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Major, Minor, and Applied Ethics Certificate

The philosophy department views as equally important its two undergraduate functions: providing in-depth training in philosophy to those who elect our discipline as a major or minor, and providing high-quality instruction to those who take our courses as electives or to fulfill University requirements. Our courses introduce students to some of the most interesting ideas ever thought, and increase competence in a number of skills essential to both academic and professional success: analytical, critical, and creative reasoning, along with the ability to clearly communicate complex ideas. Note that because a major in philosophy is not weighted down with requirements, it can be undertaken with another major without much increase in total credit load. In fact, many of our majors are double majors.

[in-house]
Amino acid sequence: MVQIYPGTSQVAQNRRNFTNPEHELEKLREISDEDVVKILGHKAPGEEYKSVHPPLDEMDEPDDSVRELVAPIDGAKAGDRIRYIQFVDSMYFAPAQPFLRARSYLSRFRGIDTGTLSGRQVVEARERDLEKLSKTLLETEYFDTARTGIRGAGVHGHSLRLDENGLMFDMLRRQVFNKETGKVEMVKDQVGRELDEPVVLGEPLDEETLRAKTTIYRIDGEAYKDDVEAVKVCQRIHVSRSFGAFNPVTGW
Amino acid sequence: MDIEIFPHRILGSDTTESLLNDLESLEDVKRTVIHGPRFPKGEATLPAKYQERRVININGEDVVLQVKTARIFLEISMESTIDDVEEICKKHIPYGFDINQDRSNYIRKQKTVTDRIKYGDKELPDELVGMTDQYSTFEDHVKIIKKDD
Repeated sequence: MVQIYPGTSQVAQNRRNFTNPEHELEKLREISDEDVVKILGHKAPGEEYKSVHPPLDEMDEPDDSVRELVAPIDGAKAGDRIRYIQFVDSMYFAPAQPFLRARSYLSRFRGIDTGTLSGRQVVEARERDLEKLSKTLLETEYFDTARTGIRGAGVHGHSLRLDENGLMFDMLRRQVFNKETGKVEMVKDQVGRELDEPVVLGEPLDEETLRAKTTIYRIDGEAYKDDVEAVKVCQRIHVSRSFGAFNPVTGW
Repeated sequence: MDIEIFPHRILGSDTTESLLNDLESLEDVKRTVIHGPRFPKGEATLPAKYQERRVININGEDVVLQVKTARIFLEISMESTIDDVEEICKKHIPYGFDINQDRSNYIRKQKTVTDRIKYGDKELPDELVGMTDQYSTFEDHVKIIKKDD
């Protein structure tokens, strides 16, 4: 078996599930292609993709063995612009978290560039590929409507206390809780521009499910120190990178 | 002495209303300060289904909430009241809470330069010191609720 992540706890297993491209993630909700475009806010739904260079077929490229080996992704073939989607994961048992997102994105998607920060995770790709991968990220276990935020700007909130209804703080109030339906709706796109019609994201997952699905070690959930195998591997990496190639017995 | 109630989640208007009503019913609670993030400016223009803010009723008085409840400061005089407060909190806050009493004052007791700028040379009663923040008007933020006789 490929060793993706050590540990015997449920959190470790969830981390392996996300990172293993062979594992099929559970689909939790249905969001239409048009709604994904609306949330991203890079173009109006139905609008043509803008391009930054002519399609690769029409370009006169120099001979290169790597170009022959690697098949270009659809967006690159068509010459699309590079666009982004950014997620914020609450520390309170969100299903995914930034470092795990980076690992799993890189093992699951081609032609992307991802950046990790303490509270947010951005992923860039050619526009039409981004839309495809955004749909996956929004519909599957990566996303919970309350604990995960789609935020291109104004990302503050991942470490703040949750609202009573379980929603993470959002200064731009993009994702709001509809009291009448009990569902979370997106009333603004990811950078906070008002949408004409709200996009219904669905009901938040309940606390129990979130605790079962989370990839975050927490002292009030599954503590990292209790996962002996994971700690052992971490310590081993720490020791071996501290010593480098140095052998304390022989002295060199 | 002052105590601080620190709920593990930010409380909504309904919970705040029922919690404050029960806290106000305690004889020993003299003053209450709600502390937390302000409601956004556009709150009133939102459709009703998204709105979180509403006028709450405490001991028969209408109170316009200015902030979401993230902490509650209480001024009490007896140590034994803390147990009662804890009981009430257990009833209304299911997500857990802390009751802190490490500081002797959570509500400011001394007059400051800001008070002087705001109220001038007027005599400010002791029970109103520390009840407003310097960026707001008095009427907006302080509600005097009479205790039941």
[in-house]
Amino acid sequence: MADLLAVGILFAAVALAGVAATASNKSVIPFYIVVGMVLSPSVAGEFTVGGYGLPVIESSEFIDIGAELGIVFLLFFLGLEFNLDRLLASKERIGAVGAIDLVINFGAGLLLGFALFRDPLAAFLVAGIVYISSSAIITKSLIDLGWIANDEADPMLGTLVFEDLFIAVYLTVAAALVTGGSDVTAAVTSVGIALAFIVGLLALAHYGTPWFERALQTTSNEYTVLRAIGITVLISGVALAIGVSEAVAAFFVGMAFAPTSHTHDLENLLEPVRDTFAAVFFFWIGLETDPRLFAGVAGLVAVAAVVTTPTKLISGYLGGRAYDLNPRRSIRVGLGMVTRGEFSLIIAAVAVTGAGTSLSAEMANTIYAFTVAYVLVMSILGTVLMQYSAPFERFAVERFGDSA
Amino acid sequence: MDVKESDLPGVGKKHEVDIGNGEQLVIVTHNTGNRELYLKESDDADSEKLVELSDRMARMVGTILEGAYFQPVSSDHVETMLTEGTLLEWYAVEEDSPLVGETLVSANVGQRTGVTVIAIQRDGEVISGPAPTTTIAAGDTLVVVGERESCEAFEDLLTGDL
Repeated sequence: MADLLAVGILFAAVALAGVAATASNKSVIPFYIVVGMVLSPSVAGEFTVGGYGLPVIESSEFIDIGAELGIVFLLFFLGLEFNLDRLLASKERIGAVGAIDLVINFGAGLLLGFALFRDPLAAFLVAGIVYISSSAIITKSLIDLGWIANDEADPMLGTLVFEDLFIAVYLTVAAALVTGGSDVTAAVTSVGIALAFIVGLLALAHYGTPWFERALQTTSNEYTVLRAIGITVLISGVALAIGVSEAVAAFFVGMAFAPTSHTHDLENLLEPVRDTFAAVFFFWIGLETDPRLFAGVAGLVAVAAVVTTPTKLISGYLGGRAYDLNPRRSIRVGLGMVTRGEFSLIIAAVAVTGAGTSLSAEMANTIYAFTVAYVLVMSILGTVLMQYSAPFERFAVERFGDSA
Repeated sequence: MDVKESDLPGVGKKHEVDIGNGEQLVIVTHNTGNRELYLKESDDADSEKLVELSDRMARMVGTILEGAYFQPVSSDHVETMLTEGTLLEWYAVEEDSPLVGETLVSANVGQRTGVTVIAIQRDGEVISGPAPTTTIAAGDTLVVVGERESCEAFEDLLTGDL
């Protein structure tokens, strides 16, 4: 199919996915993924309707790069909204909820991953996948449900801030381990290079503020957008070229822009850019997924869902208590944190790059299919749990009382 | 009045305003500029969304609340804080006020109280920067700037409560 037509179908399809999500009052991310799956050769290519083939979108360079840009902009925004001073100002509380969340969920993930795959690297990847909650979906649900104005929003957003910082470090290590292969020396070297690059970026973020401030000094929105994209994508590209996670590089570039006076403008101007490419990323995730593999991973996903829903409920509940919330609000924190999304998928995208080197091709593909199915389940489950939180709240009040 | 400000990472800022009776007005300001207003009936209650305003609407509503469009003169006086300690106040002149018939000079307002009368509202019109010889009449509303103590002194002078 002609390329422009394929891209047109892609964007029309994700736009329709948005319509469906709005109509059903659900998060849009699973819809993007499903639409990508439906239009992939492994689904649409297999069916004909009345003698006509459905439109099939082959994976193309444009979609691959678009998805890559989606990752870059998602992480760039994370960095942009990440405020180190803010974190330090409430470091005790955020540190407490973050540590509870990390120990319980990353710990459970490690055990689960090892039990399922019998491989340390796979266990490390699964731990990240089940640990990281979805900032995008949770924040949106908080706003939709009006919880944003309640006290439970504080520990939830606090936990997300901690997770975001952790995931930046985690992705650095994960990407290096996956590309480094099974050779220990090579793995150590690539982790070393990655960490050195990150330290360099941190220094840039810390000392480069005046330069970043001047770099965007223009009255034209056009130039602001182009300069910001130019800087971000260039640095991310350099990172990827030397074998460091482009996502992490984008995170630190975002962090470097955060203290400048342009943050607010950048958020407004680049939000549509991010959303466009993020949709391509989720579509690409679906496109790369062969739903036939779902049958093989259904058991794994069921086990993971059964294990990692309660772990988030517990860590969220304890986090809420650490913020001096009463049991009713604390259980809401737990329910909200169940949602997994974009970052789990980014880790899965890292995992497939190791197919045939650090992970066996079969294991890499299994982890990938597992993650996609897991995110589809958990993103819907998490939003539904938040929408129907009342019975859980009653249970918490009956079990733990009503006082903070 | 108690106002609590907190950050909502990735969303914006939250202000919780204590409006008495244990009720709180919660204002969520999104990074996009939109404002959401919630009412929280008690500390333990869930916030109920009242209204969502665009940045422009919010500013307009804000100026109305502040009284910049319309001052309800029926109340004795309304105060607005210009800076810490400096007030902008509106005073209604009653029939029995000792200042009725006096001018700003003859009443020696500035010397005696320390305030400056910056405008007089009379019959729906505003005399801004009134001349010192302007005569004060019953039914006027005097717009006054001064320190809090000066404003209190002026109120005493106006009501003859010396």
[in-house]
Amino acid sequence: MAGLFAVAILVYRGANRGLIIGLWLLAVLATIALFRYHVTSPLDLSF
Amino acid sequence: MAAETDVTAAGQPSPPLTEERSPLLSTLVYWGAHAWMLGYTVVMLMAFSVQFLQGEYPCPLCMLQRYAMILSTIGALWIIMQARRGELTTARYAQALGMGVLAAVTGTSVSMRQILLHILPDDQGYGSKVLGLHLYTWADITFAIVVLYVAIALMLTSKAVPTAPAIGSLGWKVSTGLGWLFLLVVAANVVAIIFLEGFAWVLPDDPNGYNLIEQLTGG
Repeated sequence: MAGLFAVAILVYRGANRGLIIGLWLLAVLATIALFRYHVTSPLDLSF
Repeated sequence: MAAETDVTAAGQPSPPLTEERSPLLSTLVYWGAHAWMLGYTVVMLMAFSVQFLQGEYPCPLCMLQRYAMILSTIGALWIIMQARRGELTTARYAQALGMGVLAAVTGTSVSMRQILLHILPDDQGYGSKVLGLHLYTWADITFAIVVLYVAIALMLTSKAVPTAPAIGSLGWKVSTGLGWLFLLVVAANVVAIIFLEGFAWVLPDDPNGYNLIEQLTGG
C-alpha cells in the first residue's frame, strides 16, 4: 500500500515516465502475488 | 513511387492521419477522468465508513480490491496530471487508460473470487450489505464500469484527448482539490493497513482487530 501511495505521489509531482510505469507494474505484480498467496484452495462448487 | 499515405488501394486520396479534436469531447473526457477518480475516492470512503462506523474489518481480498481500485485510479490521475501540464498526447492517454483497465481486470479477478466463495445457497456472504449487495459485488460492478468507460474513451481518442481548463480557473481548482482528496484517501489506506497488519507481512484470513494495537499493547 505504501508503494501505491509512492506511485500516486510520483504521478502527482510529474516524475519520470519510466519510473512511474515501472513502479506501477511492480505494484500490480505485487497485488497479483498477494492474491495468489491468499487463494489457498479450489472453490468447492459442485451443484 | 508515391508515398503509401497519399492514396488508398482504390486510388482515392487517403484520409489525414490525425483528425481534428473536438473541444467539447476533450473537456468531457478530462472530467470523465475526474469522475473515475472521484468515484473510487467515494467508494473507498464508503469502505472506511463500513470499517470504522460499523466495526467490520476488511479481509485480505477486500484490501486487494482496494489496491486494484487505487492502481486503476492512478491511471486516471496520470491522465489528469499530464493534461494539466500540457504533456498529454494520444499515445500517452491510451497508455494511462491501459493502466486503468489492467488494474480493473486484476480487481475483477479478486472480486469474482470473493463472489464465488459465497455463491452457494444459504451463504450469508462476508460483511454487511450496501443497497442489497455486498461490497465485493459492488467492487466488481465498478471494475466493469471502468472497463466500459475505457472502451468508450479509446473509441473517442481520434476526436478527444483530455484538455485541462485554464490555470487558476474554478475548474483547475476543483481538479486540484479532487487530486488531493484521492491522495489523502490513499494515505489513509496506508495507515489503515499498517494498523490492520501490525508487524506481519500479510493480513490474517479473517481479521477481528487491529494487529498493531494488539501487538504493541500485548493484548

Applied Ethics Certificate (AEC)

For both philosophy majors or minors, and students involved in a STEM or pre-professional program that leaves them too little time to pursue a minor or second major, the philosophy department offers an Applied Ethics Certificate. This 12-credit program teaches students how to apply philosophical reasoning and ethical principles to issues that arise in many different fields of work and walks of life, including computer/data science, the health sciences, the environment, business, sexuality, and problems that may arise in any diverse society. Students who earn this certificate may appeal to employers looking to hire college graduates that have been educated not only in some technical/professional field, but have also thought deeply about the ethical issues that may arise in such fields (and beyond).

How Do I Declare a Philosophy Major/Minor/AEC?

To become a philosophy major or minor, or to pursue an Applied Ethics Certificate, first fill out this form and then take it to the front desk of the University Advising Resource Center (UARC) office. You should then contact the department Chair for advising.


Requirements for the Major (as of Fall 2014)